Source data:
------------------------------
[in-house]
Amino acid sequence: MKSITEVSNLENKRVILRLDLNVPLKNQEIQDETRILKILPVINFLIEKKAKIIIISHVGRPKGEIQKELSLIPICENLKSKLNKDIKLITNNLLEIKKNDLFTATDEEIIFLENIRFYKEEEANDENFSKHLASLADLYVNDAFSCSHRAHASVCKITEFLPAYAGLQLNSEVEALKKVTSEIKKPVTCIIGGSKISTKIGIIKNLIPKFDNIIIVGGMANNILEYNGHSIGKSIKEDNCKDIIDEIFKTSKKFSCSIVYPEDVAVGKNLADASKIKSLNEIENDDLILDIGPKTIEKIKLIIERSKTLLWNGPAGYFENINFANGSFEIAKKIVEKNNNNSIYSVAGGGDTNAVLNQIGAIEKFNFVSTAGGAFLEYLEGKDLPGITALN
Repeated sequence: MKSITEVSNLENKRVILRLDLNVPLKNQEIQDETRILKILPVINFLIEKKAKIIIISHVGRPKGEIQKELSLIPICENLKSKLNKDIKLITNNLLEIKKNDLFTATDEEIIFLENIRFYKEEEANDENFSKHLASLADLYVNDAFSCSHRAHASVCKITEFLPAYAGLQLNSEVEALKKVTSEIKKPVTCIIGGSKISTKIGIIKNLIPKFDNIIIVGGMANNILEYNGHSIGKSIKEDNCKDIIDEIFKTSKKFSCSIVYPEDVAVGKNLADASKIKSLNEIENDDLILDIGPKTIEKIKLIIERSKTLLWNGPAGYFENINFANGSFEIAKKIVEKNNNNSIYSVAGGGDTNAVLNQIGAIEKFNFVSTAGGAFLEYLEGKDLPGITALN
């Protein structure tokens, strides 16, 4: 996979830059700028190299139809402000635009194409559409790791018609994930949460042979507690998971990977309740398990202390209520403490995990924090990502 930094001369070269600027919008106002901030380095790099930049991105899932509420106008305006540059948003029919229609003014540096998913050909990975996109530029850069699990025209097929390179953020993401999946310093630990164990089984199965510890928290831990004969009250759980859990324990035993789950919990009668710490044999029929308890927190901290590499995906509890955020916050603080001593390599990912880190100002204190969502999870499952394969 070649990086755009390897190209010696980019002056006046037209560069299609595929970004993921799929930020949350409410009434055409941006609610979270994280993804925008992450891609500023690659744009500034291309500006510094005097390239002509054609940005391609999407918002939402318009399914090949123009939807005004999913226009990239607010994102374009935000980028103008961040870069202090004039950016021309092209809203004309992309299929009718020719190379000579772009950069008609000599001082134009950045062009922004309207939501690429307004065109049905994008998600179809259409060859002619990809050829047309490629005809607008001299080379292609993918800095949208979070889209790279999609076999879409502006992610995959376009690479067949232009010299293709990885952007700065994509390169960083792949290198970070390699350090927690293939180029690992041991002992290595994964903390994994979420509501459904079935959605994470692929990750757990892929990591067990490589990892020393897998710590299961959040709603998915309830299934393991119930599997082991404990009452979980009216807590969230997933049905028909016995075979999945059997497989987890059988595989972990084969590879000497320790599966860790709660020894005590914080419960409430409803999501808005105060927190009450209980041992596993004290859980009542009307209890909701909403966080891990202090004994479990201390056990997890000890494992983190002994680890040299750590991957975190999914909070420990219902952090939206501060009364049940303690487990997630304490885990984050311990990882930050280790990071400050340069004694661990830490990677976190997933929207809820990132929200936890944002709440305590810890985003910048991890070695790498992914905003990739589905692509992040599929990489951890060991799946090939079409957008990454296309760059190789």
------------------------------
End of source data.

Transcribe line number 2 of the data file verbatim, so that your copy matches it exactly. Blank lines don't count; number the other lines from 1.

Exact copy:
Amino acid sequence: MKSITEVSNLENKRVILRLDLNVPLKNQEIQDETRILKILPVINFLIEKKAKIIIISHVGRPKGEIQKELSLIPICENLKSKLNKDIKLITNNLLEIKKNDLFTATDEEIIFLENIRFYKEEEANDENFSKHLASLADLYVNDAFSCSHRAHASVCKITEFLPAYAGLQLNSEVEALKKVTSEIKKPVTCIIGGSKISTKIGIIKNLIPKFDNIIIVGGMANNILEYNGHSIGKSIKEDNCKDIIDEIFKTSKKFSCSIVYPEDVAVGKNLADASKIKSLNEIENDDLILDIGPKTIEKIKLIIERSKTLLWNGPAGYFENINFANGSFEIAKKIVEKNNNNSIYSVAGGGDTNAVLNQIGAIEKFNFVSTAGGAFLEYLEGKDLPGITALN